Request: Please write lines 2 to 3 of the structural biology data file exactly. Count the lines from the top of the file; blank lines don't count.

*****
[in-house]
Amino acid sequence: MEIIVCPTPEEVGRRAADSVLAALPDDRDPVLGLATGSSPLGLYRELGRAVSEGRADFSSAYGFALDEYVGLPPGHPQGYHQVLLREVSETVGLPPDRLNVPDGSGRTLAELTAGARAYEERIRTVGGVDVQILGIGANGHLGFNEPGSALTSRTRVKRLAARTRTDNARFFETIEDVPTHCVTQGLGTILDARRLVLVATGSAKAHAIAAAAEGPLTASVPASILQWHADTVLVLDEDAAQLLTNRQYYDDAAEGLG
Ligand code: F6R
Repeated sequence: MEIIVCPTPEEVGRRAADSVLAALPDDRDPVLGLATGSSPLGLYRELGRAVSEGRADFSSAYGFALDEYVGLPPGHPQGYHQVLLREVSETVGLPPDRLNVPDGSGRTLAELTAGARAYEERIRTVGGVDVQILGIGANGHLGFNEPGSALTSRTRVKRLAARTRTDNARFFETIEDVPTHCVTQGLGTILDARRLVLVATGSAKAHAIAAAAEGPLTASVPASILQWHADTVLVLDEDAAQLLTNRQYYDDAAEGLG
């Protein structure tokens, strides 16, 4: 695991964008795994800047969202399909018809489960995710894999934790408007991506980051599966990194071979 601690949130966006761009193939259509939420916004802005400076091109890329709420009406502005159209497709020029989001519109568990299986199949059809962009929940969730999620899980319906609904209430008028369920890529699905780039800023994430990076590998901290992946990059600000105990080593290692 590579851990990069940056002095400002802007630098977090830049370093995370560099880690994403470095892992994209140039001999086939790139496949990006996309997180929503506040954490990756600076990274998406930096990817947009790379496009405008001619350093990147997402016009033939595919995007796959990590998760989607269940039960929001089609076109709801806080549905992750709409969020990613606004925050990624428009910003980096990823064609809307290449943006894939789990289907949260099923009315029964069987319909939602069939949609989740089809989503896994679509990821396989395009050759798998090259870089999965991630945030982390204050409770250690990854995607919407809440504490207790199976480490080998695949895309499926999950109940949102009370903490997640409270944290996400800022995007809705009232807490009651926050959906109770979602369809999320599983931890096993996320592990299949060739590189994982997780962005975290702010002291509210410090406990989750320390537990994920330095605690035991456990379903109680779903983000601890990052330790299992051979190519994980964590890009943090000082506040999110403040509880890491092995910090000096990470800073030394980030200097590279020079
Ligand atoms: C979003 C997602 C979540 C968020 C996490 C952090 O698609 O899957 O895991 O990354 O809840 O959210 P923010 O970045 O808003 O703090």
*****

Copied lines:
Amino acid sequence: MEIIVCPTPEEVGRRAADSVLAALPDDRDPVLGLATGSSPLGLYRELGRAVSEGRADFSSAYGFALDEYVGLPPGHPQGYHQVLLREVSETVGLPPDRLNVPDGSGRTLAELTAGARAYEERIRTVGGVDVQILGIGANGHLGFNEPGSALTSRTRVKRLAARTRTDNARFFETIEDVPTHCVTQGLGTILDARRLVLVATGSAKAHAIAAAAEGPLTASVPASILQWHADTVLVLDEDAAQLLTNRQYYDDAAEGLG
Ligand code: F6R